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Heisenberg: The Uncertainty Principle – Wyndham’s Theatre, London

Writer: Simon Stephens
Director: Marianne Elliot
Reviewer: Richard Maguire

Heisenberg’s Uncertainty Principle states that it is impossible to know both the position and the velocity of an object; the more we focus on the object’s position the less we know about its momentum. It’s not that our measuring tools are inadequate, but that there is some uncertainty inherent in nature. Fortunately, in Simon Stephens’ new play uncertainty looks glorious and, thankfully, unscientific.

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In this 90-minute two-hander Kenneth Cranham, still sprightly for his 72 years, plays Alex Priest, a butcher, who is about to shut up shop for good as no one buys any meat from him nowadays except for a few sausages. He’s only been in love once, decades ago, with Joanne, who quickly fell in love with someone else. His older sister died when she was still a child, and his parents died young too, within months of each other. Priest is alone, and while it seems that he may be slowly packing up his life, Cranham plays him still thirsty for new experience, and we can just about believe that this butcher writes poetry and has enjoyed every music genre including dub-step and grime.

When Georgie barges into his life, other vistas open up in his future. His life becomes thrillingly uncertain. Anne-Marie Duff is perfect as 40-something American Georgie who proclaims she is ‘exhausting, but captivating’. Duff makes sure that Georgie’s flightiness and brashness never alienate the audience; despite her selfishness we remain interested in her, and, moreover, interested in why she wants to befriend a man nearly twice her age. Is she after his money, or is she really attracted to the man who smells of Europe?

Stephens’ earlier plays have often eschewed optimism offering brutality instead. We had murder and incest in Motortown, people-trafficking in Three Kingdoms, a British Columbine in Punk Rock and the 7/7 bombings in Pornography. Such sensitive subject matter kept him on the peripheries of the West End with plays opening at the Royal Court or the Hammersmith Lyric. It was only Stephens’ adaptations of The Curious Incident of the Dog in the Night-Time and A Doll’s House that reached Theatreland proper. Heisenberg – with its tagline of ‘Surrender to the Unpredictable’ – is certainly more West End friendly and the playwright once known for ‘in-yer-face’ theatre appears to have mellowed with age.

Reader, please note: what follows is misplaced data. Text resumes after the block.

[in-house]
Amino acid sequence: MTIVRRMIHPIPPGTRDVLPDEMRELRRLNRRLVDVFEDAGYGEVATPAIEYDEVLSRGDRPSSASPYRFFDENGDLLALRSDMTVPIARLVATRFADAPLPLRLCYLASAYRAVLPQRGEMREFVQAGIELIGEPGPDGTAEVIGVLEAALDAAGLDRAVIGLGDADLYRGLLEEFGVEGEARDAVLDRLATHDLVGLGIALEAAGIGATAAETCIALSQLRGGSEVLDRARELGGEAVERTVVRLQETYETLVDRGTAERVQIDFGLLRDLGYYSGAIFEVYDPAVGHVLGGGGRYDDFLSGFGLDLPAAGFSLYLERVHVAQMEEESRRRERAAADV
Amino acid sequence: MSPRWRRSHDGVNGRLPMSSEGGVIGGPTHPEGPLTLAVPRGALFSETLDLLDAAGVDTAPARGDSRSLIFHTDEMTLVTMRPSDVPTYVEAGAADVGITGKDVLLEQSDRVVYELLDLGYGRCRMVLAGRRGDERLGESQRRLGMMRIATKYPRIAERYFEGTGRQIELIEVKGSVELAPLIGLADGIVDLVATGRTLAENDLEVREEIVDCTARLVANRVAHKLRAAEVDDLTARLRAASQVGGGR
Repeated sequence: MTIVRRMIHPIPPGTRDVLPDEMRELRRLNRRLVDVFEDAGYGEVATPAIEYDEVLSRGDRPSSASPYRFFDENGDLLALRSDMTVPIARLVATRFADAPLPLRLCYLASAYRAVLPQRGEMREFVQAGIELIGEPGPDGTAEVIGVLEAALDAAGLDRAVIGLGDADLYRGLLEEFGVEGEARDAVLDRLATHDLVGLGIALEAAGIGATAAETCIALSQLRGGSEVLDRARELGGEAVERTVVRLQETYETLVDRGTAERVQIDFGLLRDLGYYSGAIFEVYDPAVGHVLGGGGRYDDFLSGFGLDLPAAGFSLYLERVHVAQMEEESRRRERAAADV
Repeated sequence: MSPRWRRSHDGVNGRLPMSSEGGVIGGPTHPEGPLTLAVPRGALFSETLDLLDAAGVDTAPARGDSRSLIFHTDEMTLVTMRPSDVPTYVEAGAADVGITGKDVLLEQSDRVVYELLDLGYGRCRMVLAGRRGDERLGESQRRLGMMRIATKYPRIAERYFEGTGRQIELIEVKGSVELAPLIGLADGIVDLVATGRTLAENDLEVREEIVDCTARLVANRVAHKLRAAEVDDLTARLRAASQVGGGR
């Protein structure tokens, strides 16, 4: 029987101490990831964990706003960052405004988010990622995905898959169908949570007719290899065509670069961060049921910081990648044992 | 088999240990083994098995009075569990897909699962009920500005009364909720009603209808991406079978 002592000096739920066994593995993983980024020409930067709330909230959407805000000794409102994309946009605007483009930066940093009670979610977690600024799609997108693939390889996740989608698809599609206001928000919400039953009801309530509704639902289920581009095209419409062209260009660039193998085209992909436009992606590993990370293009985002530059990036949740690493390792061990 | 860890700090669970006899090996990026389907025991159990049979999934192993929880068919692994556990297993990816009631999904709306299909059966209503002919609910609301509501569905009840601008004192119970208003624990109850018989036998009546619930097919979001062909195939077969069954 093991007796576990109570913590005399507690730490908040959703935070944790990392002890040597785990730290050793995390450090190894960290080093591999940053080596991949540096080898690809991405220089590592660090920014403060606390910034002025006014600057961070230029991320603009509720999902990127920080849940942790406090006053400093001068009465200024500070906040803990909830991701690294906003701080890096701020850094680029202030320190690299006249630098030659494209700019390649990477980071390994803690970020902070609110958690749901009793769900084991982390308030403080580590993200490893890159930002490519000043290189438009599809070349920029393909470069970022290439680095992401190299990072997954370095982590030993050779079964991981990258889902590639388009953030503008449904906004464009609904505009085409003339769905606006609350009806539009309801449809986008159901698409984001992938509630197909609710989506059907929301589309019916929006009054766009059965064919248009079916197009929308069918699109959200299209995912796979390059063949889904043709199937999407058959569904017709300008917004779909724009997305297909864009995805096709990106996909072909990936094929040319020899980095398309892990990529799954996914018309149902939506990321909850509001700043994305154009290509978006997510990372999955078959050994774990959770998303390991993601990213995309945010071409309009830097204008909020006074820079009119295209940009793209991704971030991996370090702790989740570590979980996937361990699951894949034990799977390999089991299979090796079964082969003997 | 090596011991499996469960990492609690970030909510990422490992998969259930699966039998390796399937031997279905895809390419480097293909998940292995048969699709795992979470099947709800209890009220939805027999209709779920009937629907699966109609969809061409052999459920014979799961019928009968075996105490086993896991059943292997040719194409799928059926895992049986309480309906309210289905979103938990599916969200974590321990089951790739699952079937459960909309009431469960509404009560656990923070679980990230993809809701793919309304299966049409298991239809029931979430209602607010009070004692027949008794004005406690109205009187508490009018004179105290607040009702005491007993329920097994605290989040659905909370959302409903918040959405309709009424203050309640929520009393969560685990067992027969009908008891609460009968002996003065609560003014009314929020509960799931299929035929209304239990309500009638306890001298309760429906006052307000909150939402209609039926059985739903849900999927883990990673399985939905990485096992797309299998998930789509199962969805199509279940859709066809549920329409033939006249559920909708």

And while the story of a old man falling in love with a younger woman may not be the most original story in the world – even Woody Allen seems to have given up on that plot – Marianne Elliott’s crisp direction and Bunny Christie’s sleek and stunning set revitalise and modernise this narrative. Tables and chairs appear from the floor while walls expand and contract creating vast concourses or cosy rooms. Inspired by light artists such as James Turrell, neon lights hold the silhouettes of the actors as if they are specimens to study in a laboratory. At other times the back of the stage shimmers with Rothkovian hues lending promise to the atomic tension between the two actors as Nils Frahm’s swirling music fills the space.

The more we watch the characters on stage the less we know where they are going, and Cranham and Duff are eminently watchable in this smart production of a play that premiered in New York in 2015. Life is unpredictable, and if we allowed it, it could be even more unpredictable. We should take a chance, like the butcher in this play, and then we might never know where we are going. An exciting proposition.

Runs until 6 January 2018 | Image: Brinkhoff/Mögenburg

Writer: Simon Stephens Director: Marianne Elliot Reviewer: Richard Maguire Heisenberg’s Uncertainty Principle states that it is impossible to know both the position and the velocity of an object; the more we focus on the object’s position the less we know about its momentum. It’s not that our measuring tools are inadequate, but that there is some uncertainty inherent in nature. Fortunately, in Simon Stephens’ new play uncertainty looks glorious and, thankfully, unscientific. In this 90-minute two-hander Kenneth Cranham, still sprightly for his 72 years, plays Alex Priest, a butcher, who is about to shut up shop for good as no…

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Uncertainty looks glorious

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